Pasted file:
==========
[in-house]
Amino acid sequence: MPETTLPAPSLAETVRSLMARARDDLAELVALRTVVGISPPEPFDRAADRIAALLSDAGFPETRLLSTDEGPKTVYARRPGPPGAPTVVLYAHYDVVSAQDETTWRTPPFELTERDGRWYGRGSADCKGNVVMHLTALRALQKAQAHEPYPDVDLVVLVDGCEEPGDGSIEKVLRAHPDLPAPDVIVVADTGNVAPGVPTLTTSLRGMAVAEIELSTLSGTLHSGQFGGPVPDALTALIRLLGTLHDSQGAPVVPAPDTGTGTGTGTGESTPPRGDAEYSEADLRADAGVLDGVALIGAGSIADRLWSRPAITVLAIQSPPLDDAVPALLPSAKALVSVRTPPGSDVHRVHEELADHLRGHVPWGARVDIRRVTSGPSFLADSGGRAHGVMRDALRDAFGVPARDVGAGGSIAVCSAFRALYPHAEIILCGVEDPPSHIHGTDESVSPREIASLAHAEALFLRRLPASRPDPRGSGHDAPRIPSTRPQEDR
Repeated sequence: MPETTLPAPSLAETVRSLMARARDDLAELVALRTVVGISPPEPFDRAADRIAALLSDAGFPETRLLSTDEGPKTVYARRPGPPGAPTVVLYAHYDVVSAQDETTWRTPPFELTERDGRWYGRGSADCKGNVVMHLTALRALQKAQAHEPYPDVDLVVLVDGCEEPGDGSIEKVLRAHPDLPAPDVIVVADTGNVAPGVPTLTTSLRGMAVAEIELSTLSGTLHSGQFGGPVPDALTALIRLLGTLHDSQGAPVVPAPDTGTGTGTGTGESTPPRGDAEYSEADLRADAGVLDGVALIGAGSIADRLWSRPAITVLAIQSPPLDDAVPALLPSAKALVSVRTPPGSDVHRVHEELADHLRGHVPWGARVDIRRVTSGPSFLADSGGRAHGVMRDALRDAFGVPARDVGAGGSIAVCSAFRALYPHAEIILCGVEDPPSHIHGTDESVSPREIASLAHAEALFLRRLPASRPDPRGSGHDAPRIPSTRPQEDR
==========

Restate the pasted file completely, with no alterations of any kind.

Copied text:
[in-house]
Amino acid sequence: MPETTLPAPSLAETVRSLMARARDDLAELVALRTVVGISPPEPFDRAADRIAALLSDAGFPETRLLSTDEGPKTVYARRPGPPGAPTVVLYAHYDVVSAQDETTWRTPPFELTERDGRWYGRGSADCKGNVVMHLTALRALQKAQAHEPYPDVDLVVLVDGCEEPGDGSIEKVLRAHPDLPAPDVIVVADTGNVAPGVPTLTTSLRGMAVAEIELSTLSGTLHSGQFGGPVPDALTALIRLLGTLHDSQGAPVVPAPDTGTGTGTGTGESTPPRGDAEYSEADLRADAGVLDGVALIGAGSIADRLWSRPAITVLAIQSPPLDDAVPALLPSAKALVSVRTPPGSDVHRVHEELADHLRGHVPWGARVDIRRVTSGPSFLADSGGRAHGVMRDALRDAFGVPARDVGAGGSIAVCSAFRALYPHAEIILCGVEDPPSHIHGTDESVSPREIASLAHAEALFLRRLPASRPDPRGSGHDAPRIPSTRPQEDR
Repeated sequence: MPETTLPAPSLAETVRSLMARARDDLAELVALRTVVGISPPEPFDRAADRIAALLSDAGFPETRLLSTDEGPKTVYARRPGPPGAPTVVLYAHYDVVSAQDETTWRTPPFELTERDGRWYGRGSADCKGNVVMHLTALRALQKAQAHEPYPDVDLVVLVDGCEEPGDGSIEKVLRAHPDLPAPDVIVVADTGNVAPGVPTLTTSLRGMAVAEIELSTLSGTLHSGQFGGPVPDALTALIRLLGTLHDSQGAPVVPAPDTGTGTGTGTGESTPPRGDAEYSEADLRADAGVLDGVALIGAGSIADRLWSRPAITVLAIQSPPLDDAVPALLPSAKALVSVRTPPGSDVHRVHEELADHLRGHVPWGARVDIRRVTSGPSFLADSGGRAHGVMRDALRDAFGVPARDVGAGGSIAVCSAFRALYPHAEIILCGVEDPPSHIHGTDESVSPREIASLAHAEALFLRRLPASRPDPRGSGHDAPRIPSTRPQEDR